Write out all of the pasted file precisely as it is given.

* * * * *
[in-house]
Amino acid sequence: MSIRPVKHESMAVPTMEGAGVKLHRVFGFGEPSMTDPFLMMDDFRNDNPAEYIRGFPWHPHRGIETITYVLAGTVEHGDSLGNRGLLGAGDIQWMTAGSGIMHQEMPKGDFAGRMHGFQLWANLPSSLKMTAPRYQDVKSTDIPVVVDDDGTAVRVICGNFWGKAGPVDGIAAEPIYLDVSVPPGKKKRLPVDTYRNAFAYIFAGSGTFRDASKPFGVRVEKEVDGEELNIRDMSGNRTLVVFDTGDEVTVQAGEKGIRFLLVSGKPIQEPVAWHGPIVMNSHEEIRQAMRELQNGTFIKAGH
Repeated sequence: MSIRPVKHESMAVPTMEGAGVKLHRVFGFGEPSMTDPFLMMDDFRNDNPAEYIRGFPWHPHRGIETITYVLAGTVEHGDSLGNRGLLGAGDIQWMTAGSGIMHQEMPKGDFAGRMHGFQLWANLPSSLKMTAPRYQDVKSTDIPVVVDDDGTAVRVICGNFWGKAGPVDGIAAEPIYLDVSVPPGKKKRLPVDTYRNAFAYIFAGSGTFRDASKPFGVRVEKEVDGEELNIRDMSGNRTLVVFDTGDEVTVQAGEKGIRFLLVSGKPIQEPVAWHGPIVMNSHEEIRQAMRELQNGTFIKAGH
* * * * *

[in-house]
Amino acid sequence: MSIRPVKHESMAVPTMEGAGVKLHRVFGFGEPSMTDPFLMMDDFRNDNPAEYIRGFPWHPHRGIETITYVLAGTVEHGDSLGNRGLLGAGDIQWMTAGSGIMHQEMPKGDFAGRMHGFQLWANLPSSLKMTAPRYQDVKSTDIPVVVDDDGTAVRVICGNFWGKAGPVDGIAAEPIYLDVSVPPGKKKRLPVDTYRNAFAYIFAGSGTFRDASKPFGVRVEKEVDGEELNIRDMSGNRTLVVFDTGDEVTVQAGEKGIRFLLVSGKPIQEPVAWHGPIVMNSHEEIRQAMRELQNGTFIKAGH
Repeated sequence: MSIRPVKHESMAVPTMEGAGVKLHRVFGFGEPSMTDPFLMMDDFRNDNPAEYIRGFPWHPHRGIETITYVLAGTVEHGDSLGNRGLLGAGDIQWMTAGSGIMHQEMPKGDFAGRMHGFQLWANLPSSLKMTAPRYQDVKSTDIPVVVDDDGTAVRVICGNFWGKAGPVDGIAAEPIYLDVSVPPGKKKRLPVDTYRNAFAYIFAGSGTFRDASKPFGVRVEKEVDGEELNIRDMSGNRTLVVFDTGDEVTVQAGEKGIRFLLVSGKPIQEPVAWHGPIVMNSHEEIRQAMRELQNGTFIKAGH